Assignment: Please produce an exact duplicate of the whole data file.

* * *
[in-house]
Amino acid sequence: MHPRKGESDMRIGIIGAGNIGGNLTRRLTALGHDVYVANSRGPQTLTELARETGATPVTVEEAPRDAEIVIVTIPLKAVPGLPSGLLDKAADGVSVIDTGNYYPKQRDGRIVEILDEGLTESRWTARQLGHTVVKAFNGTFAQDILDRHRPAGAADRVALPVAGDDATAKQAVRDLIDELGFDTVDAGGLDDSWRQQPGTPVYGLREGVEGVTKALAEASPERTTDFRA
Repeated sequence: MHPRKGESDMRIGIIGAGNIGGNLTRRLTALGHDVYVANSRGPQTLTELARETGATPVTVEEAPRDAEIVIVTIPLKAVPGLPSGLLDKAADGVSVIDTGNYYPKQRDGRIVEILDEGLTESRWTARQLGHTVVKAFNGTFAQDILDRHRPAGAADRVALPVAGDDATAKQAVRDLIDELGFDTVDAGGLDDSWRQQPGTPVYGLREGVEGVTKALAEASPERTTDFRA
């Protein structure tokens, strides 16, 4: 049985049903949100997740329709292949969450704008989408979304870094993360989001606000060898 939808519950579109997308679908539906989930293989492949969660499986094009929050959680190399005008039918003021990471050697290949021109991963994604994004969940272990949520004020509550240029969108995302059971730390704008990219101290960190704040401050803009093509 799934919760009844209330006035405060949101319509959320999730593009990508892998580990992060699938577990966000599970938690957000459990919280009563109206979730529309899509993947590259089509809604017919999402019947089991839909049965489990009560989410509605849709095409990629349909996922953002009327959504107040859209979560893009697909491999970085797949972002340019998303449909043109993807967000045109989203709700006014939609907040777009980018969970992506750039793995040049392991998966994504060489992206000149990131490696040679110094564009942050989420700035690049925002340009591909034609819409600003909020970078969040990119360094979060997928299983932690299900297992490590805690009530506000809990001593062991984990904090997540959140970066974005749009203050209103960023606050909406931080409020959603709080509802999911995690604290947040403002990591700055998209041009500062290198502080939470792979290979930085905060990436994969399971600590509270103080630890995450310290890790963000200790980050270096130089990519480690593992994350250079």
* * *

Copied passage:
[in-house]
Amino acid sequence: MHPRKGESDMRIGIIGAGNIGGNLTRRLTALGHDVYVANSRGPQTLTELARETGATPVTVEEAPRDAEIVIVTIPLKAVPGLPSGLLDKAADGVSVIDTGNYYPKQRDGRIVEILDEGLTESRWTARQLGHTVVKAFNGTFAQDILDRHRPAGAADRVALPVAGDDATAKQAVRDLIDELGFDTVDAGGLDDSWRQQPGTPVYGLREGVEGVTKALAEASPERTTDFRA
Repeated sequence: MHPRKGESDMRIGIIGAGNIGGNLTRRLTALGHDVYVANSRGPQTLTELARETGATPVTVEEAPRDAEIVIVTIPLKAVPGLPSGLLDKAADGVSVIDTGNYYPKQRDGRIVEILDEGLTESRWTARQLGHTVVKAFNGTFAQDILDRHRPAGAADRVALPVAGDDATAKQAVRDLIDELGFDTVDAGGLDDSWRQQPGTPVYGLREGVEGVTKALAEASPERTTDFRA
């Protein structure tokens, strides 16, 4: 049985049903949100997740329709292949969450704008989408979304870094993360989001606000060898 939808519950579109997308679908539906989930293989492949969660499986094009929050959680190399005008039918003021990471050697290949021109991963994604994004969940272990949520004020509550240029969108995302059971730390704008990219101290960190704040401050803009093509 799934919760009844209330006035405060949101319509959320999730593009990508892998580990992060699938577990966000599970938690957000459990919280009563109206979730529309899509993947590259089509809604017919999402019947089991839909049965489990009560989410509605849709095409990629349909996922953002009327959504107040859209979560893009697909491999970085797949972002340019998303449909043109993807967000045109989203709700006014939609907040777009980018969970992506750039793995040049392991998966994504060489992206000149990131490696040679110094564009942050989420700035690049925002340009591909034609819409600003909020970078969040990119360094979060997928299983932690299900297992490590805690009530506000809990001593062991984990904090997540959140970066974005749009203050209103960023606050909406931080409020959603709080509802999911995690604290947040403002990591700055998209041009500062290198502080939470792979290979930085905060990436994969399971600590509270103080630890995450310290890790963000200790980050270096130089990519480690593992994350250079």